The urea cycle and the genes encoding the major enzymes is still poorly characterised in teleost fish and to date there is no information as to how these genes are regulated during inflammation. Central to the urea cycle is the metabolism of arginine and its precursor amino acids, ornithine and citrulline. In salmonids, arginine is an essential amino acid as sufficient quantities cannot be synthesised endogenously and must be obtained in the diet. Arginine has roles in both the inflammatory innate immune response and subsequent tissue healing. To further understand the role of the urea cycle and related cycles (polyamine synthesis and nitric oxide production) in teleosts, we characterised gene families encoding the key enzymes in this pathway, their expression during an inflammatory response and changes in the free amino acid levels in the blood plasma following Aeromonas salmonicida challenge. Due to two whole genome duplication events in salmonid evolutionary history, several genes in these pathways have paralogous copies, with divergent expression patterns. The modulation of the genes involved in the urea cycle during inflammation could open up new lines of research for both fish health and nutrition.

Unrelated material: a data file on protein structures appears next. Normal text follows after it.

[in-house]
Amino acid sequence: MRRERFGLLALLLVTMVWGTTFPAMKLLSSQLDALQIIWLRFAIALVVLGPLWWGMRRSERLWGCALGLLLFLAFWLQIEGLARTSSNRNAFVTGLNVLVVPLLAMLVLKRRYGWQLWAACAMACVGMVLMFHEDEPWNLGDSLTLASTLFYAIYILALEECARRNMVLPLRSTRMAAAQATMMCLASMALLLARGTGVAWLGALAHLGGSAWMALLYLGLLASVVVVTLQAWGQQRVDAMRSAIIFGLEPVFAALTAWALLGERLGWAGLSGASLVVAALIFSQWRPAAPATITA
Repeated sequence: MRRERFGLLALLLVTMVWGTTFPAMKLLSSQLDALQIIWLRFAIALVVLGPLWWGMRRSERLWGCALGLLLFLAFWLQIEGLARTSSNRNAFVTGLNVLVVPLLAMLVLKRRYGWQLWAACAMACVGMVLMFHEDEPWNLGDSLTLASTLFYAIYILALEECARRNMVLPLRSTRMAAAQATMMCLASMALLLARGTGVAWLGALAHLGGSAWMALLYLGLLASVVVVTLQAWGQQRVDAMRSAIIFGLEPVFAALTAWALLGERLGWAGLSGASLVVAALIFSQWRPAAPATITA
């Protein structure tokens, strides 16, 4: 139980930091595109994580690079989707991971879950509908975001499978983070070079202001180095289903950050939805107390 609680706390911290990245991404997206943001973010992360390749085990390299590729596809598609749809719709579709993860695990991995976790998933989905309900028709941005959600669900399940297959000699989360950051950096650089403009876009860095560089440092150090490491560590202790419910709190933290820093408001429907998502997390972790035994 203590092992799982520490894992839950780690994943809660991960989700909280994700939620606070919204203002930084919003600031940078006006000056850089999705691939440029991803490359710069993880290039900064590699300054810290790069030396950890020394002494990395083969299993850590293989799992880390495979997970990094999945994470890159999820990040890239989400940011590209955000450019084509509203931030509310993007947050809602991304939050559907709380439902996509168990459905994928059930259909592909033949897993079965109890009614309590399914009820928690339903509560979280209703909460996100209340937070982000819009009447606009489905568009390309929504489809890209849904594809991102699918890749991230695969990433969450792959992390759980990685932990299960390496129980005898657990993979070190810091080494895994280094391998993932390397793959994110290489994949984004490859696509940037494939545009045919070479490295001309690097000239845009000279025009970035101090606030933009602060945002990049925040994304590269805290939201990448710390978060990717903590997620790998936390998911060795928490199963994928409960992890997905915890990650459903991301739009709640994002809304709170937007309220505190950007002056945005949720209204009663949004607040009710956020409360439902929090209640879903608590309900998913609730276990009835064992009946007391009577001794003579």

- Urea cycle
- Functional feeds
Clark, T., Tinsley, J., Macqueen, D. J., & Martin, S. A. M. (2019). Gene encoding enzymes in the urea cycle and polyamine synthesis are modulated during an inflammatory response in rainbow trout (Oncorhynchus mykiss). Fish & Shellfish Immunology, 91, 468. https://doi.org/10.1016/j.fsi.2019.04.281